The question of speed is a central issue since the key factor to winning a race lies in managing speed throughout the race. All races are different and many events disrupt the evolution of speed during the race.
In order to understand how the parameters influence the race, it is interesting to get how the races are run and thus, answer the different questions that one can ask oneself when watching a race.
What strategy do the winners adopt for their finish ? Over Long distances ? How Does the ground affect speed ? To what extent do Group 1 winners run faster than handicap horses ? From one country to another, how do racing and training strategies vary ?
AVERAGE SPEED AND FINISH LINE
The highlight of a race and the most beautiful impressions of speed often occur in the final straight line, at the finish during which the race ends.
But these impressions of speed and acceleration are not always true in practice. Is the straight line always run faster than the rest of the race? How do horses and jockeys optimise their speed to preserve their finish?
To address the issue of speed in racing, split times – or intervals – are an ideal tool. They can shed valuable light on the way races are run, particularly because they allow you to analyse the different phases of the race, acceleration strategies and speeds in the final stretch.
Logically, we can expect to see slower rhythms, gradually increasing, then faster in the end of the race, and slower again at the end of the race when the horses peak in their speed at the finish and slow down in the last meters because they have exhausted their energy reserves. However, as speeds are affected by the curves and topographical undulations of the track, this remains a very general rule.
The speed of a horse is the ratio between the distance he’s going to run and how long it’s going to take him to travel that distance.
Speed can be expressed in several ways according to geographical areas, and by discipline.
In Europe, speeds are classically expressed in km/h, i.e. the number of kilometres travelled in an hour. More rarely is the speed expressed in metres per second (m/s). In English-speaking cultures, we’ll talk more about “miles per hour” (mph, 1 Mile = 1.6 Km). When trotting, another way to analyze speed is preferred when studying mileage reductions. One then speaks of minutes per kilometre (min/km), or the number of minutes it takes to walk through a kilometer. Many factors can influence speed and in this chapter we will assess their respective influences.
SPEED AND SPLIT TIMES ANALYSIS
The graph above compares race speeds and split times for grass races at the Chantilly, Deauville and Longchamp racecourses. First of all, it can be seen that the race pace is on average higher at Chantilly than at Deauville and Longchamp.
Beyond 1,400m, the race strategy differs
The horses print a reasonable race pace of around 55km/h and gradually accelerate over the last 600m.
- At Chantilly, the speeds over the last 600 metres are quite similar to those of the race pace.
- At Deauville, the speed of the last 200 meters is slightly lower than the last 400m-200m, which shows the difficulty of the track.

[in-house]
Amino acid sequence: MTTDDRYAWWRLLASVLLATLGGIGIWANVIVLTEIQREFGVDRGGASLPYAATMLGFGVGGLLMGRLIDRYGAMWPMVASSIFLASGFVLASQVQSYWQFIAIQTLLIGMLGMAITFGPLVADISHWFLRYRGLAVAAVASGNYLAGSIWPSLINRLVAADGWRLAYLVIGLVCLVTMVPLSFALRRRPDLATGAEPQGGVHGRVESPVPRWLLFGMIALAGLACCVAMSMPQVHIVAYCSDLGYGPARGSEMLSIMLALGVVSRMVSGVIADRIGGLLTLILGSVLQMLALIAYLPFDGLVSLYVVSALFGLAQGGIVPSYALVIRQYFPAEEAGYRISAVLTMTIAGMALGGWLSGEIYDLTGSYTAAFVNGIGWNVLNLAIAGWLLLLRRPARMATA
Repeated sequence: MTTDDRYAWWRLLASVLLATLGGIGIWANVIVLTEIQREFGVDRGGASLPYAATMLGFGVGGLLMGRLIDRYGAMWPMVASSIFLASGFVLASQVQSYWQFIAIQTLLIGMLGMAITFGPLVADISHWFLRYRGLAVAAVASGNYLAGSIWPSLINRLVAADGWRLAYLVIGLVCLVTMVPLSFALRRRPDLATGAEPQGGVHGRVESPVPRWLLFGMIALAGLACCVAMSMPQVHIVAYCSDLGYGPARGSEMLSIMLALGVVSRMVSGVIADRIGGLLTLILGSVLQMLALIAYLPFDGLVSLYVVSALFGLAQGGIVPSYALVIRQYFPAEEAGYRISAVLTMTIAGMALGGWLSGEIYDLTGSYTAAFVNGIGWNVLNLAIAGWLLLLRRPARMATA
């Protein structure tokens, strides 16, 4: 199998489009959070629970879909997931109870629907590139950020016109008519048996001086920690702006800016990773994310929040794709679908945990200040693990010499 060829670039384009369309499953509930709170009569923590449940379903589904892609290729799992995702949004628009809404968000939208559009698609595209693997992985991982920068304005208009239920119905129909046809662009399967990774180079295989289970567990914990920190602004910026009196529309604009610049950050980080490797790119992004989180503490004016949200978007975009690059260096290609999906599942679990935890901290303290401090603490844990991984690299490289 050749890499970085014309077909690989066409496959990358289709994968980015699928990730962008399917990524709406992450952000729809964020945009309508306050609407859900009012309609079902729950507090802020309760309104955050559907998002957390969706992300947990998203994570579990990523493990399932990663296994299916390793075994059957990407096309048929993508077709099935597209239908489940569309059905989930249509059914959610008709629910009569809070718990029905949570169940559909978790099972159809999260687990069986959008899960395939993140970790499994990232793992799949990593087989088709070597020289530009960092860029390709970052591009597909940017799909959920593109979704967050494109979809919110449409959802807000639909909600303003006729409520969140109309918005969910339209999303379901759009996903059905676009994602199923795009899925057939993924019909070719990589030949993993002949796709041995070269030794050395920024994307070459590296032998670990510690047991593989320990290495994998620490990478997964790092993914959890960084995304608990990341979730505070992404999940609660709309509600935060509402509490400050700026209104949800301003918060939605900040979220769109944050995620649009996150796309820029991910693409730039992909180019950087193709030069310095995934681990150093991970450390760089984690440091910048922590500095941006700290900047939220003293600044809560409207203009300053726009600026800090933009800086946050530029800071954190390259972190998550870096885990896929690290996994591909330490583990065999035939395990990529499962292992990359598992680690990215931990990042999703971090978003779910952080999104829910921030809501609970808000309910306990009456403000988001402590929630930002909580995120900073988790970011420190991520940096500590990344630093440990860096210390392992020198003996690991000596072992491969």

- At Longchamp, the deceleration in the last 200m is even more pronounced due to the slope in the straight line that limits the horses’ ability to accelerate.
It is noticeable that depending on the distance the racing strategies are different, therefore the training strategies have to be adapted according to the targeted race. In short races, the horse must be able to maintain a high speed from start to finish. At longer distances, the horse must be able to maintain a correct speed and then accelerate.
During training, the horse must learn to accelerate to reach its top speed
The strategy will then be based on the level of this top speed, the higher it is, the later the horse can be launched, surprise his opponents, and boost the horse’s morale by letting him overtake his competitors. To give a rough estimate, over the last 200 meters, 3 km/h of difference between two horses induces about 10 meters of difference, the slowest horse must therefore be thrown 10 meters earlier to have a chance to cross the line in the lead.
It is interesting to compare these French analyses with international strategies. What about Dubai, for instance ?
Let’s look at the times of the races at the Meydan racecourse in Dubai. On the Dirt, we notice that the race is run very differently. The race pace is very fast (up to 600m after the start), then the speed decreases on the last 600- 400m, stays the same on the last 400-200m and drops drastically on the last 200m. We can see that the room left for acceleration is very limited. The horse that will win the race is the horse that will be able to maintain its speed and resist tiredness until the last moments. The level and this speed profile make one think of a typology of race on heavy ground. This means that it will probably be rather powerful horses who will carry the victory.
On the grass at Meydan, the tracks are run in a slightly more similar way to French races. Above 1400m, the race pace is moderate then the horses gradually accelerate to reach their maximum in the last 400-200m, then the average speed drops sharply in the last 200m. In contrast to France, the horses are launched much earlier with an average speed in the race pace and in the last 600-400m about 5% higher. The average speed in the last 400m is slightly lower than in France.
It is therefore noticeable that racing strategies from one country to another, from one racecourse to another, or from one track to another can be very different. In what follows, we will attempt to quantify the impact that the different parameters can have on the way the race is run.
Details of split times during races in Chantilly, Deauville, Longchamp (France) and Meydan (Dubaï)